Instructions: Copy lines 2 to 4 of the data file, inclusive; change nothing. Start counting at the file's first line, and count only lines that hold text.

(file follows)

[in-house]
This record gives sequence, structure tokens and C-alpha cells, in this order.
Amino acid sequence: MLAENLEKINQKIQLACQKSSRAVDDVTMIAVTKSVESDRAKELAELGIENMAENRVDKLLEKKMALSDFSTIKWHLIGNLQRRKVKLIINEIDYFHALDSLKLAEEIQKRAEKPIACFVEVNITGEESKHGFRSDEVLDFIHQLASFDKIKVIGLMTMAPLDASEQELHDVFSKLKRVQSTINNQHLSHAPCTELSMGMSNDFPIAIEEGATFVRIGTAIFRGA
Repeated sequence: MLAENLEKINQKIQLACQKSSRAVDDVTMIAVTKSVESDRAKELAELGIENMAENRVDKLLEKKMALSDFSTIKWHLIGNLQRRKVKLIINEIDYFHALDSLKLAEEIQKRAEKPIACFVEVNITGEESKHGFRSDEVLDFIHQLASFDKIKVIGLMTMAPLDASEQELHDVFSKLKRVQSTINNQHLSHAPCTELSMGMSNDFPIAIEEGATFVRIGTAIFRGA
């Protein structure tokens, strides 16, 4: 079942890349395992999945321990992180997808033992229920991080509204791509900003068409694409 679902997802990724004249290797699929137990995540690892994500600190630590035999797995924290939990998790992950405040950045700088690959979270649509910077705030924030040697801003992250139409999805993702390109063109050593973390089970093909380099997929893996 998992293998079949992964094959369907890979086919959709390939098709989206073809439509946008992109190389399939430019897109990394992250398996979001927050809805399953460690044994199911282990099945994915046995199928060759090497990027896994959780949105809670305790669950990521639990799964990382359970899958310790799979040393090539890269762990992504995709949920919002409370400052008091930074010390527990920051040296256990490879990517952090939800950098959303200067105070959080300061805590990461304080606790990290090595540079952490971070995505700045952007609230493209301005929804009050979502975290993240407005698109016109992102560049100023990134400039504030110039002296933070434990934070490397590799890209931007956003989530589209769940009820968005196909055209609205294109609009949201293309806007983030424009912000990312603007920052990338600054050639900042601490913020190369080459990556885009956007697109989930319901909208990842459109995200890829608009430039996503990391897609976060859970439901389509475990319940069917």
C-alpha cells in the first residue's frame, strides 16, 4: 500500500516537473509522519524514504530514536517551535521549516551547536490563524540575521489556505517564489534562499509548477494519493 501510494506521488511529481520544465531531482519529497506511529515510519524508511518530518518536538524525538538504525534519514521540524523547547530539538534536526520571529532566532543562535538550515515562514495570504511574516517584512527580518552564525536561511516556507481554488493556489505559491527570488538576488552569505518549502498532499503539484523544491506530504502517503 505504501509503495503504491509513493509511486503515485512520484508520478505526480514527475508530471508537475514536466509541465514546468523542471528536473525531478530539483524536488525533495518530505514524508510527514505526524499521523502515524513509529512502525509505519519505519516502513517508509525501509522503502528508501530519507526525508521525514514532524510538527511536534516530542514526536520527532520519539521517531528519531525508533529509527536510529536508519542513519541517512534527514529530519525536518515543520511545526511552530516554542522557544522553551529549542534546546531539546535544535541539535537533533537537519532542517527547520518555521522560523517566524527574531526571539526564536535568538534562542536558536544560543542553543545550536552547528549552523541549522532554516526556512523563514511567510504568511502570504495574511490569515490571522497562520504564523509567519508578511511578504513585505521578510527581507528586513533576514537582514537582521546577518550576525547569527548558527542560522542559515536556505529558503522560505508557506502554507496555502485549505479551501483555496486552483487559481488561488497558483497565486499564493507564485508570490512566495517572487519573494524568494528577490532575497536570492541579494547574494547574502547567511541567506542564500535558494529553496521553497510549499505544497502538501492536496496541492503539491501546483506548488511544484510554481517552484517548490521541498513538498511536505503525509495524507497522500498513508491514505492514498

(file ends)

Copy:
This record gives sequence, structure tokens and C-alpha cells, in this order.
Amino acid sequence: MLAENLEKINQKIQLACQKSSRAVDDVTMIAVTKSVESDRAKELAELGIENMAENRVDKLLEKKMALSDFSTIKWHLIGNLQRRKVKLIINEIDYFHALDSLKLAEEIQKRAEKPIACFVEVNITGEESKHGFRSDEVLDFIHQLASFDKIKVIGLMTMAPLDASEQELHDVFSKLKRVQSTINNQHLSHAPCTELSMGMSNDFPIAIEEGATFVRIGTAIFRGA
Repeated sequence: MLAENLEKINQKIQLACQKSSRAVDDVTMIAVTKSVESDRAKELAELGIENMAENRVDKLLEKKMALSDFSTIKWHLIGNLQRRKVKLIINEIDYFHALDSLKLAEEIQKRAEKPIACFVEVNITGEESKHGFRSDEVLDFIHQLASFDKIKVIGLMTMAPLDASEQELHDVFSKLKRVQSTINNQHLSHAPCTELSMGMSNDFPIAIEEGATFVRIGTAIFRGA